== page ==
posted on 22 April 2010 by skirchner in Economics, House Prices

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Goldman Sachs and Gangster Government

Michael Barone highlights the real lesson from the fraud case brought against Goldman Sachs:

Republicans have been accurately attacking the Dodd bill for authorizing bailouts of big Wall Street firms and giving them unfair advantages over small competitors. They might want to add that it authorizes Gangster Government—the channeling of vast sums from the politically unprotected to the politically connected.

That can boomerang even against the latter. Goldman Sachs employees gave nearly $1 million to the Obama campaign and $4.5 million to Democrats in 2008. That didn’t prevent the Goldman from being shoved under the SEC bus. Gangster Government may look good to those currently in favor, but, as some of Al Capone’s confederates found out, that status is not permanent, and there is always more room under the bus.

Eric Falkenstein asks whether investments banks are committing fraud by selling State of California debt:

I bet all of the major investment banks are facilitating debt issuance by the State of California and its various agencies, counties, and municipalities. I bet also there is a small but spirited set of shorts, trying to make money off of the inevitable bankruptcy. With hindsight it will be obvious, and everyone currently buying California-related debt will develop amnesia and claim they never liked California debt, and were hoodwinked by greedy bankers.

At that point, should all the investment banks be liable? If so, is every bank facilitating California debt issuance committing fraud right now?

posted on 21 April 2010 by skirchner in Economics, Financial Markets, Rule of Law

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The SEC’s Long Bias

Holman Jenkins on the SEC’s prosecution of those who shorted housing:

you can’t go wrong betting on the media’s unwillingness to unwrap itself from the errors of hindsight bias—that bet by the SEC has paid off. But there are bigger fish being fried. For more than a year, certain knowledgeable bloggers and investigative reporters have argued that such deals—Goldman’s was hardly unique—exacerbated the bubble, with special focus on the activities of a Chicago hedge fund called Magnetar.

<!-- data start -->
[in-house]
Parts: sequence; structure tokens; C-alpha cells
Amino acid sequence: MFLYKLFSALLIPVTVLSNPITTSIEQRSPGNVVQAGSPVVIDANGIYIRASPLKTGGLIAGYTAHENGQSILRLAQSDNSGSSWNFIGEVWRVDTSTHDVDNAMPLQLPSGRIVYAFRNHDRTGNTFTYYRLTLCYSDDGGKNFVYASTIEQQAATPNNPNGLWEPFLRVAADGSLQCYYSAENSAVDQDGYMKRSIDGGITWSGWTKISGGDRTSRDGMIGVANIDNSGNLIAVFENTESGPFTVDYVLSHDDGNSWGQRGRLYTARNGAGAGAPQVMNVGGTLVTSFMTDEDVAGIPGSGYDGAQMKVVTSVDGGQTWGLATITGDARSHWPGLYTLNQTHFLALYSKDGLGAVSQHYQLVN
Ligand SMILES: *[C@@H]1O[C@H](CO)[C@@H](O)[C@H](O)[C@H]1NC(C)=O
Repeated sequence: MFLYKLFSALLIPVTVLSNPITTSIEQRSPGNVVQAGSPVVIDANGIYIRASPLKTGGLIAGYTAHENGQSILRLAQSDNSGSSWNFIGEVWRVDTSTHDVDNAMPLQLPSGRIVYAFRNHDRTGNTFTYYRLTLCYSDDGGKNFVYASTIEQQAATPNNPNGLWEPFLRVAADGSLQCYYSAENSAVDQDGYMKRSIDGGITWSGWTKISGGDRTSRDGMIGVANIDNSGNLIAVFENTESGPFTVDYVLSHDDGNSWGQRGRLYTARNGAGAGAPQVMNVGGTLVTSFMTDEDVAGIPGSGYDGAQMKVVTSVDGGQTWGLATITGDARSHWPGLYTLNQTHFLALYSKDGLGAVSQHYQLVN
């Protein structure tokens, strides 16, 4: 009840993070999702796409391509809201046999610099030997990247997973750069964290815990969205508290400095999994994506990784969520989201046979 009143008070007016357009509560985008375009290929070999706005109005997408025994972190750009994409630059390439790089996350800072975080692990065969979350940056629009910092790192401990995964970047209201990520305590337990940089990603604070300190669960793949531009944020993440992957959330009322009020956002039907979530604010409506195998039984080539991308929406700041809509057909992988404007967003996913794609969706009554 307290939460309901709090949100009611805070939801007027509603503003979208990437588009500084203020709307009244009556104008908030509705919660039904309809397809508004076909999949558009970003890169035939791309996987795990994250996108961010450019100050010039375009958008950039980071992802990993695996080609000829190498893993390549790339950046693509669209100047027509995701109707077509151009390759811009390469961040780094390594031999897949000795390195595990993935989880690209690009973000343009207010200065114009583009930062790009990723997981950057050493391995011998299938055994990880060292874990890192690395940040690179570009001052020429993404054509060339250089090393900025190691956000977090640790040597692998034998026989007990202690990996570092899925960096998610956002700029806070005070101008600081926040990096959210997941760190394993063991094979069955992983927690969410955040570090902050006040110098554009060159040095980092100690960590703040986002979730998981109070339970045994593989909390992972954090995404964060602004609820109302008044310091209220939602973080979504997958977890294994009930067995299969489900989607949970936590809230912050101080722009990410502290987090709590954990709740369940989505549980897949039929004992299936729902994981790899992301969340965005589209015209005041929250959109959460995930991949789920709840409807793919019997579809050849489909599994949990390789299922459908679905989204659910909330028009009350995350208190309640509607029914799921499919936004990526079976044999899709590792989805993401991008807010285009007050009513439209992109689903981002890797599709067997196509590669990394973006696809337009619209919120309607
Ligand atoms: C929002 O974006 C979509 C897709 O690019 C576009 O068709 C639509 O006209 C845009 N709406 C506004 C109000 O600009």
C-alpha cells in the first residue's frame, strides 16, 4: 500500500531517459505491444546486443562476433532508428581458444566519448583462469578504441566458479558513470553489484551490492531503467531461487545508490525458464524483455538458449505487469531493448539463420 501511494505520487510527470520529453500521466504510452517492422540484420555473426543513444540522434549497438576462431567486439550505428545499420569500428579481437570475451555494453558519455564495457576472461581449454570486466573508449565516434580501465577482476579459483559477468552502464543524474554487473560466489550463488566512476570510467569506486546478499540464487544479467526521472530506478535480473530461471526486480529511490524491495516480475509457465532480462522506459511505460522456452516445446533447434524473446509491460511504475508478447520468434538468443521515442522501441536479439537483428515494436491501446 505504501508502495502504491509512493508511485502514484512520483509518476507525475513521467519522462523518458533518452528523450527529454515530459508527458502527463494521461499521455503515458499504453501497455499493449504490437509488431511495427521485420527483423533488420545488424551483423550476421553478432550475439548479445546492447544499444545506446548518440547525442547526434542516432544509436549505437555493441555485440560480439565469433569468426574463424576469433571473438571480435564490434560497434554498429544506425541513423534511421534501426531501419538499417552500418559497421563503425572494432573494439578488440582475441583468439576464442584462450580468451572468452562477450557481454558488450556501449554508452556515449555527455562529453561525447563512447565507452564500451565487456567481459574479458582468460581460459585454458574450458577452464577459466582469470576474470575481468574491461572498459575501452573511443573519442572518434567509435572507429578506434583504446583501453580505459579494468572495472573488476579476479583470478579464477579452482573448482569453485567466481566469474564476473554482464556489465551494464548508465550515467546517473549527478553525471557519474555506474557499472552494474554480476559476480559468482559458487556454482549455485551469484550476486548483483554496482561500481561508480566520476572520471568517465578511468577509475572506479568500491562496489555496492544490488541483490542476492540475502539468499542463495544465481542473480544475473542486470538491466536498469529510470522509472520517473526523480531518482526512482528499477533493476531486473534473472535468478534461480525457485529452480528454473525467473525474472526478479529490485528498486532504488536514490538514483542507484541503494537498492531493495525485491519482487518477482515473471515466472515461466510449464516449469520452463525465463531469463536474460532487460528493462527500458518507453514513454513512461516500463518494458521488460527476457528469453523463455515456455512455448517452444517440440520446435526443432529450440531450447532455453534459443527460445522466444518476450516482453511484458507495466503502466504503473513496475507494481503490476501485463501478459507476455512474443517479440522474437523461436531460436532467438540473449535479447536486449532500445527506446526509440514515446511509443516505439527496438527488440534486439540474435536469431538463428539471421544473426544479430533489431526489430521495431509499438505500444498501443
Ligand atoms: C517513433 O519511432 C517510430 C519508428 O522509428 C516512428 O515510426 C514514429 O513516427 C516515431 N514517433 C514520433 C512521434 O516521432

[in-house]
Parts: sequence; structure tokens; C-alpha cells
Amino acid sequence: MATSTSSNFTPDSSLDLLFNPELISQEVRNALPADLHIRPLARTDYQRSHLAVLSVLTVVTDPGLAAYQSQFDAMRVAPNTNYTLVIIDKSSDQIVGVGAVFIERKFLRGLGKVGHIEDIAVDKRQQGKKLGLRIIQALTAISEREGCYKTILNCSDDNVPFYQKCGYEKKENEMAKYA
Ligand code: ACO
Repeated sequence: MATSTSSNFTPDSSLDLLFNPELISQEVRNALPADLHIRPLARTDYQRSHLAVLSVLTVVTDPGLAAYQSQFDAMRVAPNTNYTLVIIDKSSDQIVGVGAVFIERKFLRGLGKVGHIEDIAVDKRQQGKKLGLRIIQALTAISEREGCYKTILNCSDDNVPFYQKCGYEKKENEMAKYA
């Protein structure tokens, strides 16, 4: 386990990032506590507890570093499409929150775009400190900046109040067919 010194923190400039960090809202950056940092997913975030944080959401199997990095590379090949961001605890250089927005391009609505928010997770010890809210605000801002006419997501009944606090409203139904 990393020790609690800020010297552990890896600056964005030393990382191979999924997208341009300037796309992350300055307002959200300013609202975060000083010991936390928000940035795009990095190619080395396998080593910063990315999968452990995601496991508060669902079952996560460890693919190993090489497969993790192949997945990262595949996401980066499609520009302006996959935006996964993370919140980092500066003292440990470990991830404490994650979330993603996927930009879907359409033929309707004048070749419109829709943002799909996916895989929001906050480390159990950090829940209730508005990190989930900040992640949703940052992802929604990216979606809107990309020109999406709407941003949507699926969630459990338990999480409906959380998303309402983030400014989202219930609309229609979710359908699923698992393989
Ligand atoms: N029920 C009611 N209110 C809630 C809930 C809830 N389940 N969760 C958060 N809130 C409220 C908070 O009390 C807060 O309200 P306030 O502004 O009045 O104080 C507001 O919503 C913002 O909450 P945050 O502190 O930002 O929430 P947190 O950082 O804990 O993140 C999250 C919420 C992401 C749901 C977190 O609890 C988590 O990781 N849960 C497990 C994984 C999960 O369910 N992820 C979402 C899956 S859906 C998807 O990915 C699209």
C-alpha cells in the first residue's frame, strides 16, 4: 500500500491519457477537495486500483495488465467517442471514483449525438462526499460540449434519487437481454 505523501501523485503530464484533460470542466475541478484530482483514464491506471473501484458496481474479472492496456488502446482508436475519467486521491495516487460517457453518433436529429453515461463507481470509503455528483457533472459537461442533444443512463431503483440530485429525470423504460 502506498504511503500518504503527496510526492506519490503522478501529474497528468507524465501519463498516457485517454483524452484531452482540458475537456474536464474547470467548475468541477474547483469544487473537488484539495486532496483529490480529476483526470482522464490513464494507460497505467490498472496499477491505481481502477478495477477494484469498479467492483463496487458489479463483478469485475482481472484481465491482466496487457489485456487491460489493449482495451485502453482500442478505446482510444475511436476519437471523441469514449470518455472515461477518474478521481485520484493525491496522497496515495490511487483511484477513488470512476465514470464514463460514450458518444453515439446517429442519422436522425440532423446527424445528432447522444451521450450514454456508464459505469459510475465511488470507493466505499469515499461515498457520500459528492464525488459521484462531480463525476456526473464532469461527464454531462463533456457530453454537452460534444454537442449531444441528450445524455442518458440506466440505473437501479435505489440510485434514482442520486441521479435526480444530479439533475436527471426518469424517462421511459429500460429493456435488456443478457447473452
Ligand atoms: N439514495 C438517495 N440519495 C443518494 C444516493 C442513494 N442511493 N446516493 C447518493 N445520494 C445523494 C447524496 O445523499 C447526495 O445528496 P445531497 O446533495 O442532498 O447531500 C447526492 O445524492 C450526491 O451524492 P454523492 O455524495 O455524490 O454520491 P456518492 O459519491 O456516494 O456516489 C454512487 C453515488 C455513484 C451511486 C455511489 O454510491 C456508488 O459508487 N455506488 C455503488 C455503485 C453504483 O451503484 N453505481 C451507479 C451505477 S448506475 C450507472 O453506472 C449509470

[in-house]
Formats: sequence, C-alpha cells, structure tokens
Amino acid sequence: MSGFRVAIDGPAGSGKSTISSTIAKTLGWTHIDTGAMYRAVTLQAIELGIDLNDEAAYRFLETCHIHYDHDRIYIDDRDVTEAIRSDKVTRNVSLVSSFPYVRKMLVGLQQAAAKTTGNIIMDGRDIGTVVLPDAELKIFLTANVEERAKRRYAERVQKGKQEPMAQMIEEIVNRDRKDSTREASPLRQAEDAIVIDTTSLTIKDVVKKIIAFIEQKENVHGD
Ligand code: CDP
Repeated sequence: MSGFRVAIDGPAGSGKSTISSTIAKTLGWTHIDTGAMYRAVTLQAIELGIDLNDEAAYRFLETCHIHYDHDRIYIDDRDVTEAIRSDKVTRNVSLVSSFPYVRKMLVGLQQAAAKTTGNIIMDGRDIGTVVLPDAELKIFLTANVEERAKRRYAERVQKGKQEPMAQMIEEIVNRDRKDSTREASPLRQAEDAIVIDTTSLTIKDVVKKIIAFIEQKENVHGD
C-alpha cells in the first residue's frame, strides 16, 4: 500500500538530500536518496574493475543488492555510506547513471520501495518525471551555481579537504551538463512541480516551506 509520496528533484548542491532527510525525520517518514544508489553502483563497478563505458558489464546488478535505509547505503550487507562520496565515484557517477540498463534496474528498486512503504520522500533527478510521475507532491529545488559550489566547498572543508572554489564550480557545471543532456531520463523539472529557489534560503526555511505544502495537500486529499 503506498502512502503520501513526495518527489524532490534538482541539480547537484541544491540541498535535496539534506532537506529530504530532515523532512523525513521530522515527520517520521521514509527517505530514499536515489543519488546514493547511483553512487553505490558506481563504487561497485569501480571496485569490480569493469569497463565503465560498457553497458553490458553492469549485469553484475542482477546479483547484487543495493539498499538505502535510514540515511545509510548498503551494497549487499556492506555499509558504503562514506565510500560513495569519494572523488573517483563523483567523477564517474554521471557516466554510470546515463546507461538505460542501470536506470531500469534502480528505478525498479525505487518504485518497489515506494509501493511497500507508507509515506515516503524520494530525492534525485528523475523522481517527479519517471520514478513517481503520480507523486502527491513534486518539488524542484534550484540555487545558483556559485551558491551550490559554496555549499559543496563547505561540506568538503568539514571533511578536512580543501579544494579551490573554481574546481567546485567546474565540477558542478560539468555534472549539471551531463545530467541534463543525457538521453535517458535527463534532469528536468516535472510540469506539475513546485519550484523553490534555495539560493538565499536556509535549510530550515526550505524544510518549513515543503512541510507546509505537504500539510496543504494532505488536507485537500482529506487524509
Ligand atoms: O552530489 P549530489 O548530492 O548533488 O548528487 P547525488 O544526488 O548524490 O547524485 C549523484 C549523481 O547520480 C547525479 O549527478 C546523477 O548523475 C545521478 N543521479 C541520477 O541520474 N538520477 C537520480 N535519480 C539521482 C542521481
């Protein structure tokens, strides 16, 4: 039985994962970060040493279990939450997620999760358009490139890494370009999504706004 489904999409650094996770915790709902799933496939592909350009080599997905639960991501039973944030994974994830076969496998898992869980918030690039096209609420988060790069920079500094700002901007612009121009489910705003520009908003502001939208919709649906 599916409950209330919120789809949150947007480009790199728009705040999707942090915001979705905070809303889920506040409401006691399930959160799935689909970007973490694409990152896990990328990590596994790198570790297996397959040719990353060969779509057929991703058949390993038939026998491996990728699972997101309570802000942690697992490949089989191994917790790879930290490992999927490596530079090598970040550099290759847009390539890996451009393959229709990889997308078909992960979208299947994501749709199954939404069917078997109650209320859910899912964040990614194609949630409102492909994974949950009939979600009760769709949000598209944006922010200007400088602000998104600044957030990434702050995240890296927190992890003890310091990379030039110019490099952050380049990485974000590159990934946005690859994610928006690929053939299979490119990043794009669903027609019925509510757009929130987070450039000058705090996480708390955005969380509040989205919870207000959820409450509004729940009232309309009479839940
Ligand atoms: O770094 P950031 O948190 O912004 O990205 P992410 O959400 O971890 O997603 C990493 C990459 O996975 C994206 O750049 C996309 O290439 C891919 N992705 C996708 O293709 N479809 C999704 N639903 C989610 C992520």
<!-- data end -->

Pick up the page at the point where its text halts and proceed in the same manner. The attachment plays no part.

It’s true that such deals gave housing bulls an additional way to lose money. But to blame shorts for making the bubble worse comes close to saying salvation for the markets is to exclude participants who are bearish…

The SEC certainly understands the need for a rapid route to rehabilitation for itself if it hopes for a share of the power and budget up for grabs in the Senate debate over financial reform. If you don’t think this played a role in the suit it sprang on Goldman last week, we have a CDO to sell you.

Goldman will have to decide for itself if its business model can be defended in the court of public opinion. But let’s admit there’s an implicit long bias to the SEC’s case. Nobody would give a hoot if Mr. Paulson were the party who lost money. The SEC would never have gone on its hunt for something, anything, to hang a fraud case on.

posted on 21 April 2010 by skirchner in Economics, Financial Markets

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The Real Giant Vampire Squid

Sucking up $381 billion and counting, according to the CBO. Pete Wallison lays responsibility firmly at the feet of Barack Obama:

It was in 2005 that the GSEs—which had been acquiring increasing numbers of subprime and Alt-A loans for many years in order to meet their HUD-imposed affordable housing requirements—accelerated the purchases that led to their 2008 insolvency. If legislation along the lines of the Senate committee’s bill had been enacted in that year, many if not all the losses that Fannie and Freddie have suffered, and will suffer in the future, might have been avoided.

Why was there no action in the full Senate? As most Americans know today, it takes 60 votes to cut off debate in the Senate, and the Republicans had only 55. To close debate and proceed to the enactment of the committee-passed bill, the Republicans needed five Democrats to vote with them. But in a 45 member Democratic caucus that included Barack Obama and the current Senate Banking Chairman Christopher Dodd (D., Conn.), these votes could not be found.

Recently, President Obama has taken to accusing others of representing “special interests.” In an April radio address he stated that his financial regulatory proposals were struggling in the Senate because “the financial industry and its powerful lobby have opposed modest safeguards against the kinds of reckless risks and bad practices that led to this very crisis.”

He should know. As a senator, he was the third largest recipient of campaign contributions from Fannie Mae and Freddie Mac, behind only Sens. Chris Dodd and John Kerry.

posted on 20 April 2010 by skirchner in Economics, Financial Markets

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True Confessions of Steve Keen on the Road to Mt. Kosciuszko

The Business Spectator’s Rob Burgess, who has joined Steve Keen’s housing doomsday cult, reveals the real story behind Keen’s highly publicised decision to sell his unit in Surry Hills:

It turns out that Steve has a cunning get-rich-quick plan. In late 2008, just after Lehman Brothers crashed and a month after he’d made the house-price bet with Rory Robertson, Keen sold his house, taking large capital gains out of the market. Now, if he can only crash the housing market, he’ll make a killing! (Cue fiendish laughter from evil Dr Keen.)

It is, of course, absurd to think that even a cash-strapped academic would manipulate the market to extract relatively small sums of money (in fact, says Keen, the sale was divorce-related).